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CASTRO FACTS:

VS.

MONSOD

In defiance, petitioner filed a complaint for damages with temporary restraining order/writ of preliminary injunction. Respondent Manuela petitioner) portions Thus, Manuela Homes became respondent). Before the said excavation, respondent personally complained to Pilar Development Corporation and was assured that an embankment will be retained at the boundary of Manuela Homes and Moonwalk Village. alleged were that the of elevated the part of of and

Petitioner is the registered owner of a parcel of land with an area of 130 sq.m. while respondent is the owner of the property adjoining the lot of petitioner. Respondent caused the annotation of an adverse claim against 65 sq.m. of the property of petitioner. The adverse claim was filed without any claim of ownership over the property. Respondent was merely asserting the existing legal easement of lateral and subjacent support at the rear portion of his estate to prevent the property from collapsing, since his property is located at an elevated plateau of fifteen 15 feet above the level of petitioners property Prior to the filing of the case, petitioner noticed a leak that caused the front portion of her house to be slippery, she hired construction workers to see where the leak was coming from. The workers had already started digging when police officers sent by respondent came and stopped the workers from finishing their job..

homes

(location

property

bulldozed,

excavated,

transferred portions of the elevated land to the lower of Manuela Homes. lower

than Moonwalk Village (location of the property of

Manuela Homes retained the embankment consisting of soil and rocks. Respondent had the open space riprapped with stones as reinforcement against any potential soil erosion, earthquake, and possible digging by any person. RTC rendered a decision in favor of the petitioner On appeal, the CA reversed the decision of the trial court explaining that the purpose of the annotation was to

prevent petitioner from making injurious excavations on the subject embankment as to deprive the residential house and lot of respondent of its natural support and cause it to collapse. Respondent only asked that petitioner respect the legal easement already existing thereon. ISSUE: Whether the easement of lateral and

foundation of the rear portion of his property which is adjacent to the property of petitioner. An easement or servitude is an encumbrance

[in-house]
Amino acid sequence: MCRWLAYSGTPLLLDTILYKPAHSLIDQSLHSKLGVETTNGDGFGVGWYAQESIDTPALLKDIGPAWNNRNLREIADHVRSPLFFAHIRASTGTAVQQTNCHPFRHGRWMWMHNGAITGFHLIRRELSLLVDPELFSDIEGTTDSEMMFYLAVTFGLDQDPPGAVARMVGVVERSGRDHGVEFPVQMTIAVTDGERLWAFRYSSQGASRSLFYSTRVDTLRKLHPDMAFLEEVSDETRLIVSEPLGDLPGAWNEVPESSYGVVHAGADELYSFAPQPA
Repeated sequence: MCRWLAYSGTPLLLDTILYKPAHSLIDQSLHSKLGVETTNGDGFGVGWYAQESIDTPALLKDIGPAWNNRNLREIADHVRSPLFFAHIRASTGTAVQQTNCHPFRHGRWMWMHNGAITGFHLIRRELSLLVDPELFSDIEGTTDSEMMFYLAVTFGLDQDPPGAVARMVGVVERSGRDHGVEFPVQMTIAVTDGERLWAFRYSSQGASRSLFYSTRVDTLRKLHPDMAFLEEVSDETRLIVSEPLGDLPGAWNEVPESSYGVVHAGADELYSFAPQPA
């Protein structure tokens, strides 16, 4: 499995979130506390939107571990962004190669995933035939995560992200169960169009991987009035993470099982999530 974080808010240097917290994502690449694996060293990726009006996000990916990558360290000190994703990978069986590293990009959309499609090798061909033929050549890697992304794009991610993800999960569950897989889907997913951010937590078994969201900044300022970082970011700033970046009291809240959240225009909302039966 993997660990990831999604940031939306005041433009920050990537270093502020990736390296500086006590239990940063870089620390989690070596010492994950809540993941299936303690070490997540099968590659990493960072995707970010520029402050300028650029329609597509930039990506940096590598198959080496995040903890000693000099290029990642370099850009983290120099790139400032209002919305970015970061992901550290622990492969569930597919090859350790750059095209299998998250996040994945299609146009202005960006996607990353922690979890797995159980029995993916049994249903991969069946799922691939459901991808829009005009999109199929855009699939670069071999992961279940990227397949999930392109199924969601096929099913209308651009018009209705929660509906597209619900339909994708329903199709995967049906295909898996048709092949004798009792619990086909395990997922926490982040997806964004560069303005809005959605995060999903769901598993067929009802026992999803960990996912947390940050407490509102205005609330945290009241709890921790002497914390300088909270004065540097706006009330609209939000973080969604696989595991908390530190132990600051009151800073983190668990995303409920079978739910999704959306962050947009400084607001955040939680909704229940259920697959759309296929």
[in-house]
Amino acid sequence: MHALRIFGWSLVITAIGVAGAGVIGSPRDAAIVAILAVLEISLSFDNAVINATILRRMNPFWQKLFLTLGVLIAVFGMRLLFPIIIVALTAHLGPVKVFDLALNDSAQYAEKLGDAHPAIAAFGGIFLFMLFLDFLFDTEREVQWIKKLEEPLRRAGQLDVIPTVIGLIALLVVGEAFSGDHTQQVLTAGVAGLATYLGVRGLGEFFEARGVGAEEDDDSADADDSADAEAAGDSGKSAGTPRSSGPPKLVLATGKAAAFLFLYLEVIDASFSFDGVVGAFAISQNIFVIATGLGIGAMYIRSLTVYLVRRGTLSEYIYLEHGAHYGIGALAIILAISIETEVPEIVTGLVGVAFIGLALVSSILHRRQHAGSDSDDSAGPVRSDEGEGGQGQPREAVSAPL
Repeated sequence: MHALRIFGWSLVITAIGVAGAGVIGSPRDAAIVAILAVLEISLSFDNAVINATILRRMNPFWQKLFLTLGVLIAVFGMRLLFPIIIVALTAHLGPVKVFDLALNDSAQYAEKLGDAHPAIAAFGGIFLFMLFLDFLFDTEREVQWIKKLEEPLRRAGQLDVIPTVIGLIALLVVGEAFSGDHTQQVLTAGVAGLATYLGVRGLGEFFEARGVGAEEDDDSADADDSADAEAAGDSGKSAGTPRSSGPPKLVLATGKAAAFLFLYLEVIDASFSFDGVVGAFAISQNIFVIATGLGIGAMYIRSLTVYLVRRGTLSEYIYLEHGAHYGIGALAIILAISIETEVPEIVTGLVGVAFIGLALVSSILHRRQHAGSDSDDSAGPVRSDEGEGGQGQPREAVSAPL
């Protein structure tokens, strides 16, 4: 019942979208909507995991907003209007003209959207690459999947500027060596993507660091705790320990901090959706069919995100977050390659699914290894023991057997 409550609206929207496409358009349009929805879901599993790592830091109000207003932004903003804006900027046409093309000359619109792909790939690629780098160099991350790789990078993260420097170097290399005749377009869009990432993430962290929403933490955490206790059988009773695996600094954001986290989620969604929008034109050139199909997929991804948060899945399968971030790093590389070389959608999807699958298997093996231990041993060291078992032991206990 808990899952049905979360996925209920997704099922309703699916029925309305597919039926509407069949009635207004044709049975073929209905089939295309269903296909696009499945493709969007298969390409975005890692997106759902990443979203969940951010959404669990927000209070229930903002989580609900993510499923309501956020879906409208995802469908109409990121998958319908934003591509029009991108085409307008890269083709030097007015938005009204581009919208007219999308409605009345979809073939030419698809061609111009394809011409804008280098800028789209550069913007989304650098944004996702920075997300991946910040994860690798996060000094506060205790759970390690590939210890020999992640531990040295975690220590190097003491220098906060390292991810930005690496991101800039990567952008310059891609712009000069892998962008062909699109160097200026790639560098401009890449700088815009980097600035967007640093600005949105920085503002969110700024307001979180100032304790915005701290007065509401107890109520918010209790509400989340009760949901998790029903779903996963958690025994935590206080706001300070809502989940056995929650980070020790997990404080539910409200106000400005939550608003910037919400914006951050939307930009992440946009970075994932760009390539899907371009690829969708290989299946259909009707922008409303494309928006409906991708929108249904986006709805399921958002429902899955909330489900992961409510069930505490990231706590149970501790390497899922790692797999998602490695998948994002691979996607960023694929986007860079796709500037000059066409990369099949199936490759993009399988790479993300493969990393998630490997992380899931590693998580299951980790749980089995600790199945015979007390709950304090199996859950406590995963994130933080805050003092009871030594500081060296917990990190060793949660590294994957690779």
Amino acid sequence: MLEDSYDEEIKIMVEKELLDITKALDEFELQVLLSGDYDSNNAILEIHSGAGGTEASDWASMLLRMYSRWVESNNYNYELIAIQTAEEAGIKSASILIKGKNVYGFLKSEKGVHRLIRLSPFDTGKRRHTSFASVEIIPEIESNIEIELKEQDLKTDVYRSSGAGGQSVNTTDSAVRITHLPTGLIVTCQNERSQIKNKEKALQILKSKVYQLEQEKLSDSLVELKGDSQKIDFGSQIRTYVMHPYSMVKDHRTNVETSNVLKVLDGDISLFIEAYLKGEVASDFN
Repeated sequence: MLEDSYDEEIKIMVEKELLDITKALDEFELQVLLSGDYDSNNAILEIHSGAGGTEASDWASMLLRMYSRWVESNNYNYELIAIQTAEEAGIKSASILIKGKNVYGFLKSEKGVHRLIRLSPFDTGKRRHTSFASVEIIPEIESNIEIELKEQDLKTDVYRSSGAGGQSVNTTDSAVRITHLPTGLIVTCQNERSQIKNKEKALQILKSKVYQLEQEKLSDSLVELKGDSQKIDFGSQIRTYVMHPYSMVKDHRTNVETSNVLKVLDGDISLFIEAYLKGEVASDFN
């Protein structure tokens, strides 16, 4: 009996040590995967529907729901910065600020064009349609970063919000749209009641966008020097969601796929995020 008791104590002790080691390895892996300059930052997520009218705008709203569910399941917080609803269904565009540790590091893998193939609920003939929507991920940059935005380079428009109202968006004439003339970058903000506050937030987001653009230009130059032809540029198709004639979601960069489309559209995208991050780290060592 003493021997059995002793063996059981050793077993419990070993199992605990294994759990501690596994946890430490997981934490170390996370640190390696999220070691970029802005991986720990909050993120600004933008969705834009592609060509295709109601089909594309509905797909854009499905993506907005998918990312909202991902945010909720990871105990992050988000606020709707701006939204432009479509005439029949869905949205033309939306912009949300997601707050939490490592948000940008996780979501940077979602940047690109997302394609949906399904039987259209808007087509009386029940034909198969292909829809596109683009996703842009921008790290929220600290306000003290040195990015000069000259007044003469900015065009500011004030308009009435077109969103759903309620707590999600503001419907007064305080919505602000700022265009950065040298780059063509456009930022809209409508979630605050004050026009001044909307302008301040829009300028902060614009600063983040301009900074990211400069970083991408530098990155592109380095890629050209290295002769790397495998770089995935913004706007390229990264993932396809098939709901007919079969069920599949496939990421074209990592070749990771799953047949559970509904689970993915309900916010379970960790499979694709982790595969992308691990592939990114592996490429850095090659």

imposed upon an immovable for the benefit of another immovable belonging to a different owner. An easement is established either by law or by will of the owners. The courts cannot impose or constitute any servitude where none existed. They can only declare its existence if in reality it exists by law or by the will of the owners. There are therefore no judicial easements.

subjacent support exists on the subject adjacent properties and, if it does, whether the same may be annotated at the back of the title of the servient estate. HELD: YES.

Article 684 of the Civil Code provides that no proprietor Article 437 of the Civil Code provides that the owner of a parcel of land is the owner of its surface and of everything under it, and he can construct thereon any works, or make any plantations and excavations which he may deem proper. However, such right of the owner is not absolute and is subject to the following limitations: (1) servitudes or easements, (2) special (5) rights of third persons. His reason for the annotation is only to prevent petitioner from removing the embankment or from digging on the property for fear of soil erosion that might weaken the laws, (3) ordinances, (4) shall make such excavations upon his land as to deprive any adjacent land or building of sufficient lateral or subjacent support. An owner, by virtue of his surface right, may make excavations on his land, but his right is subject to the limitation that he shall not deprive any adjacent land or building of sufficient lateral or subjacent support. Between two adjacent landowners, each has an absolute property right to have his land laterally supported by the soil of his neighbor, and if either, in excavating on his own premises, he so disturbs the lateral support of his neighbors land as to cause it, or, in its natural state, by the pressure of its own weight, to fall away or slide from its position, the one so excavating is liable In the instant case, an easement of subjacent and lateral support exists in favor of respondent. It was

reasonable requirements of aerial navigation, and

established that the properties of petitioner and respondent adjoin each other. The residential house and lot of respondent is located on an elevated plateau of fifteen (15) feet above the level of petitioners property. The embankment and the riprapped stones have been in existence even before petitioner became the owner of the property. It was proven that petitioner has been making excavations and diggings on the subject embankment and, unless restrained, the continued excavation of the embankment could cause the foundation of the rear portion of the house of respondent to collapse, resulting in the destruction of a huge part of the family dwelling An annotation of the existence of the subjacent and lateral support is no longer necessary. It exists whether or not it is annotated or registered in the registry of property. A judicial recognition of the same already binds the property and the owner of the same, including her successors-in-interest. Otherwise, every adjoining landowner would come to court or have the easement of subjacent and lateral support registered in order for it to be recognized and respected.